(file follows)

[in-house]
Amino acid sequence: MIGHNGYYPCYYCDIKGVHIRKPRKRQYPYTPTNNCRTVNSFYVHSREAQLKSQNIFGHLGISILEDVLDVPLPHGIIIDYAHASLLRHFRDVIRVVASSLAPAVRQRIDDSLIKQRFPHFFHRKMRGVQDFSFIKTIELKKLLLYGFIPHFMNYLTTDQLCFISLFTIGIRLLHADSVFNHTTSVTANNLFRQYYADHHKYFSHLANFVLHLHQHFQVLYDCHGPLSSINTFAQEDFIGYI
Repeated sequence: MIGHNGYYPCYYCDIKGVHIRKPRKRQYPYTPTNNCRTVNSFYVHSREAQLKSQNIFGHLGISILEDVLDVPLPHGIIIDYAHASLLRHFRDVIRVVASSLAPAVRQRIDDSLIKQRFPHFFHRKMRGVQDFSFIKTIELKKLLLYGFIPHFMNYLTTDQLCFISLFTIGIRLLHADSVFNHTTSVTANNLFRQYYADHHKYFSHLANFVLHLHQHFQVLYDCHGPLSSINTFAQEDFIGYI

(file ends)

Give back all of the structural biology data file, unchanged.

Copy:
[in-house]
Amino acid sequence: MIGHNGYYPCYYCDIKGVHIRKPRKRQYPYTPTNNCRTVNSFYVHSREAQLKSQNIFGHLGISILEDVLDVPLPHGIIIDYAHASLLRHFRDVIRVVASSLAPAVRQRIDDSLIKQRFPHFFHRKMRGVQDFSFIKTIELKKLLLYGFIPHFMNYLTTDQLCFISLFTIGIRLLHADSVFNHTTSVTANNLFRQYYADHHKYFSHLANFVLHLHQHFQVLYDCHGPLSSINTFAQEDFIGYI
Repeated sequence: MIGHNGYYPCYYCDIKGVHIRKPRKRQYPYTPTNNCRTVNSFYVHSREAQLKSQNIFGHLGISILEDVLDVPLPHGIIIDYAHASLLRHFRDVIRVVASSLAPAVRQRIDDSLIKQRFPHFFHRKMRGVQDFSFIKTIELKKLLLYGFIPHFMNYLTTDQLCFISLFTIGIRLLHADSVFNHTTSVTANNLFRQYYADHHKYFSHLANFVLHLHQHFQVLYDCHGPLSSINTFAQEDFIGYI